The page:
There are no small projects.
Bill, who was heavily influenced by his piano teacher as a child, once owned a wine shop in Manhattan's Upper East Side.
How many years have you been in the Napa Valley wine industry?
How did you get started in the wine business?
I owned a retail wine shop in Manhattan, New York City at the corner of 69th and 2nd Avenue called Chevalier Wine Cellar.
Name a Napa Valley vintner who has influenced you and briefly explain why.
There are far too many mentors to name, but I believe that my colleagues and I all work in the shadow of Robert Mondavi. When I owned my wine shop, the Mondavi sales reps were the best in the business and the most professional.
What are the most rewarding aspects of your work?
All the wine I can drink, and the chance to work with so many great people every day.
Our motto at the NVV is "cultivating excellence." What does this phrase mean to you and how do you cultivate excellence at your winery?
I have always sought and demanded excellence throughout my career. I suppose I was most influenced by my piano teacher when I was 6 years old. She would say over and over again, “Billy, if anything is worth doing; it’s worth doing well.” Her voice still rings in my ears. There are no small projects.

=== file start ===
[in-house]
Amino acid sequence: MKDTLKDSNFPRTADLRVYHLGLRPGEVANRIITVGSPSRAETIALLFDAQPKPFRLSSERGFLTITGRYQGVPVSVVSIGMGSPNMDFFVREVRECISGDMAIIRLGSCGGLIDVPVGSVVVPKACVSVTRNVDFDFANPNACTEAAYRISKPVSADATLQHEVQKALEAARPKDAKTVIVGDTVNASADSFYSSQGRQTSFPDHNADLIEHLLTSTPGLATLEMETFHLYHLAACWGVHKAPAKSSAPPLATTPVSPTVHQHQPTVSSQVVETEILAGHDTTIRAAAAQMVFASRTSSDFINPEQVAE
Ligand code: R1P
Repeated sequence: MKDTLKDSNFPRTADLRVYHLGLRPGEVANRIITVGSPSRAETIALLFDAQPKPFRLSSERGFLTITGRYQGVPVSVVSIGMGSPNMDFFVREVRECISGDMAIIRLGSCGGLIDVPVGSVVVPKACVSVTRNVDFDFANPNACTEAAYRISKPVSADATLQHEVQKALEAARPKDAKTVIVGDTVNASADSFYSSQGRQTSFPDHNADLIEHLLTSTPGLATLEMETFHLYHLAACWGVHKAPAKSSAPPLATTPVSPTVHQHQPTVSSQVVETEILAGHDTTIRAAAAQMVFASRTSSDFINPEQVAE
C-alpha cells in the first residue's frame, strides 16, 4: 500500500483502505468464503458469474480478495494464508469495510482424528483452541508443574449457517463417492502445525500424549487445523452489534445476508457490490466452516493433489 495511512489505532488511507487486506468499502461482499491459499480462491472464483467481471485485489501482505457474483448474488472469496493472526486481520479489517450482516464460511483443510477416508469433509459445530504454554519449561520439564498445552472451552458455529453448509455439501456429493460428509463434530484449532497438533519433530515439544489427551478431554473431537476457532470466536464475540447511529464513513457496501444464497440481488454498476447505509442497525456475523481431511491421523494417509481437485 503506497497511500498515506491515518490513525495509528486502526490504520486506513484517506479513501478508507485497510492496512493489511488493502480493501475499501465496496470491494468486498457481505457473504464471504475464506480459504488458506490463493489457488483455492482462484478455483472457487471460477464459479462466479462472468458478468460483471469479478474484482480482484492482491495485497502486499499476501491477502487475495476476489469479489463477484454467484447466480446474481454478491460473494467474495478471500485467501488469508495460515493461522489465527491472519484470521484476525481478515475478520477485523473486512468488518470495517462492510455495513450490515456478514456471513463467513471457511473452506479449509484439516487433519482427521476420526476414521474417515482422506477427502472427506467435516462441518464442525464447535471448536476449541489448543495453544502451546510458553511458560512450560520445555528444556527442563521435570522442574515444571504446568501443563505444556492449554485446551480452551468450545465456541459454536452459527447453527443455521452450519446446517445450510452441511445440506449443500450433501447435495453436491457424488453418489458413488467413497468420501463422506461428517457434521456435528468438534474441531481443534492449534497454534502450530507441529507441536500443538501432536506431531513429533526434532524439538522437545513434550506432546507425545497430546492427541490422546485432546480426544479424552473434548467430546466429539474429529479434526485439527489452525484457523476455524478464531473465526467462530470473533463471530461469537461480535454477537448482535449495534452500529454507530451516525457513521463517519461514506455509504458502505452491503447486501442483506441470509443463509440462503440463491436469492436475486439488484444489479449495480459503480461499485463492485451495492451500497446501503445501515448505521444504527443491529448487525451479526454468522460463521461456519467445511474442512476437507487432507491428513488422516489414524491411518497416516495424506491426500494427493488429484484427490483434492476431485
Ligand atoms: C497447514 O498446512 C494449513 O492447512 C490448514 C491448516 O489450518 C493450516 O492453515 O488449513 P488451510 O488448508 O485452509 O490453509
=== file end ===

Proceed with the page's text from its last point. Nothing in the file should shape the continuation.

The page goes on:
What do you think makes Napa Valley unique compared to other wine regions?
Napa is one of the most unique wine regions in the world. The Paris Tasting in 1976 changed the wine world forever.
What are you doing at your winery to help preserve and enhance Napa Valley for the future?
We are very involved with community service; I instituted a miniature horse therapy outreach program. We have three minis at present. We will be redeveloping our vineyard over the next several years and I want to be certified Napa Green.
How does your winery help tell the Napa Valley story?
Our goal is to encapsulate all the makes Napa Valley great in the Jamieson Ranch Vineyards experience. It all starts with making great wine. JRV tells the story through food, wine, music, film, the arts, the outreach program, a spectacular setting with spectacular views and more.
What advice would you offer someone trying to get into the Napa Valley wine industry?
It’s hard work. There are so many moving parts in the wine business, not to mention one is at the mercy of Mother Nature. I would say perseverance is the most important thing and staying true to one’s values. The wine industry demands long-term thinking, not short-term thinking.
What's one thing people would be surprised to know about you?
I’ve been a professional actor (member of Actor’s Equity) and singer since I was 18 years old.